Kim is a junior at Stanford University studying mathematics, originally from New York City. Kim loves brainstorming solutions to problems with other people, and is eager to pursue his passions through the Alexa Prize contest.
Li is a second-year master's student in computer science at Stanford University. Her current research focus is on dialogue systems, both in speech and text. She has been an intern at Amazon Robotics, and conducted research at Carnegie Mellon, University of Southern California, and IT University of Copenhagen. Li will be applying to PhD programs this year, and she is passionate about applying dialogue systems in healthcare contexts, specifically in a mental health related context.
Park is a junior at Stanford double majoring in Biomechanical Engineering and Sociology with a minor in Music. She is interested in the intersection between graphic design and empathetic communication.
Rammoorthy is a masters student in Computer Science, interested in systems and ML, and is especially curious about what makes systems scale well. Previously, he did self supervised learning research at the Stanford CoCo Lab.
Sarthi is a sophomore at Stanford studying Computer Science. He has an interest in Retrieval Augmented Generation and reducing hallucinations in Large Language Models. Additionally, Sarthi is a part of the Contextual AI research team.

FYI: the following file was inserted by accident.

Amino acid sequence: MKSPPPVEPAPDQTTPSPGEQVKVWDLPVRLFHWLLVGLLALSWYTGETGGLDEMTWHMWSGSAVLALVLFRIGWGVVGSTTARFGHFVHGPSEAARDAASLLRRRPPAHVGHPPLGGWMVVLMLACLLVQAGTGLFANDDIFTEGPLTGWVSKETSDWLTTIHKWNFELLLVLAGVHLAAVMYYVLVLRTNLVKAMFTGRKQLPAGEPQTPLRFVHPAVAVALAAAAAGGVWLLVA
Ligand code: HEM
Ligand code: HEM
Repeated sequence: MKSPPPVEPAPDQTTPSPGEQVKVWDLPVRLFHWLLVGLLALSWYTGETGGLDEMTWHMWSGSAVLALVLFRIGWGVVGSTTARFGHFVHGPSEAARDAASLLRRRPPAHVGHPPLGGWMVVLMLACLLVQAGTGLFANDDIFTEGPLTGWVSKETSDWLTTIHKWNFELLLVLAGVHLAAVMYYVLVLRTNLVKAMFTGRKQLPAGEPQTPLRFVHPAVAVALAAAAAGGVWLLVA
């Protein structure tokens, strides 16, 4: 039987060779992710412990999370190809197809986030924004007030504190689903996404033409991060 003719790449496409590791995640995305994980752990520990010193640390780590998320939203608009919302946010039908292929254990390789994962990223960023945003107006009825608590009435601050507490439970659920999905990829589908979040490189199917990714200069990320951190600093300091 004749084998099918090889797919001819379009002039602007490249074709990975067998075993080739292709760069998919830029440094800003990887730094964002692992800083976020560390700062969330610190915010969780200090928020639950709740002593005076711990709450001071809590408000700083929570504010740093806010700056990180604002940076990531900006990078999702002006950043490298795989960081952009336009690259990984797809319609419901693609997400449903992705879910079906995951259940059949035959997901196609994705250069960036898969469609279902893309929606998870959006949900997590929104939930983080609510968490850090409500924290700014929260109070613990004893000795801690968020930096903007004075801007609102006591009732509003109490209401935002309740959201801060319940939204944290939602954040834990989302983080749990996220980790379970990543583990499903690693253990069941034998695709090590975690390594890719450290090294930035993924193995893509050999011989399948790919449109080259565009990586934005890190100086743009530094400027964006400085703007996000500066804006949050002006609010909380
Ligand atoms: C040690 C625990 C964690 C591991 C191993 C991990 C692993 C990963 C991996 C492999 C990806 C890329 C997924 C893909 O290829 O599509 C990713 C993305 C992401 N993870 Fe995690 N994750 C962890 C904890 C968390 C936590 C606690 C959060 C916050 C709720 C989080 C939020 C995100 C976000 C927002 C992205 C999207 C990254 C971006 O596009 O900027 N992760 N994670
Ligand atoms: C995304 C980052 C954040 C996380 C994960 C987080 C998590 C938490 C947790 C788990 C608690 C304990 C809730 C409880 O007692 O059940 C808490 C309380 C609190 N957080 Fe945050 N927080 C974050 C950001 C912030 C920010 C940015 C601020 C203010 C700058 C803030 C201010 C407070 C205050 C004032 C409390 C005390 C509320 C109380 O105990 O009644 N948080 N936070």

Ji Hun Wang
Wang is a junior at Stanford, majoring in Computer Science and Linguistics. His research explores the explainability of Large Language Models, multimodal deep learning, and the use of deep learning to study formal aspects of natural languages. He is currently a member of the Stanford ML Group.
Brian Y. Xu
Xu is an undergraduate studying mathematics and statistics who is interested in analyzing human behavior and answering social questions through the lens of robust mathematical modeling. He previously interned with the CS Theory Group.
Brian Z. Xu
Xu is a sophomore at Stanford studying Mathematical and Computational Science. He is also a research engineer with the Stanford Social Neuroscience Lab. Xu is interested in exploring creative uses of natural language processing for problem-solving.
Yu is a junior at Stanford University studying computer science and mathematics. She has done research with the Stanford Theory Group on sampling algorithms, and is interested in computer systems and user- facing software.
Christopher Manning - Faculty advisor
Manning is the inaugural Thomas M. Siebel Professor in Machine Learning in the Departments of Linguistics and Computer Science at Stanford University, Director of the Stanford Artificial Intelligence Laboratory (SAIL), and an Associate Director of the Stanford Human-Centered Artificial Intelligence Institute (HAI). His research goal is computers that can intelligently process, understand, and generate human language material. Manning is a leader in applying Deep Learning to Natural Language Processing, with well-known research on the GloVe model of word vectors, question answering, tree-recursive neural networks, machine reasoning, neural network dependency parsing, neural machine translation, sentiment analysis, and deep language understanding.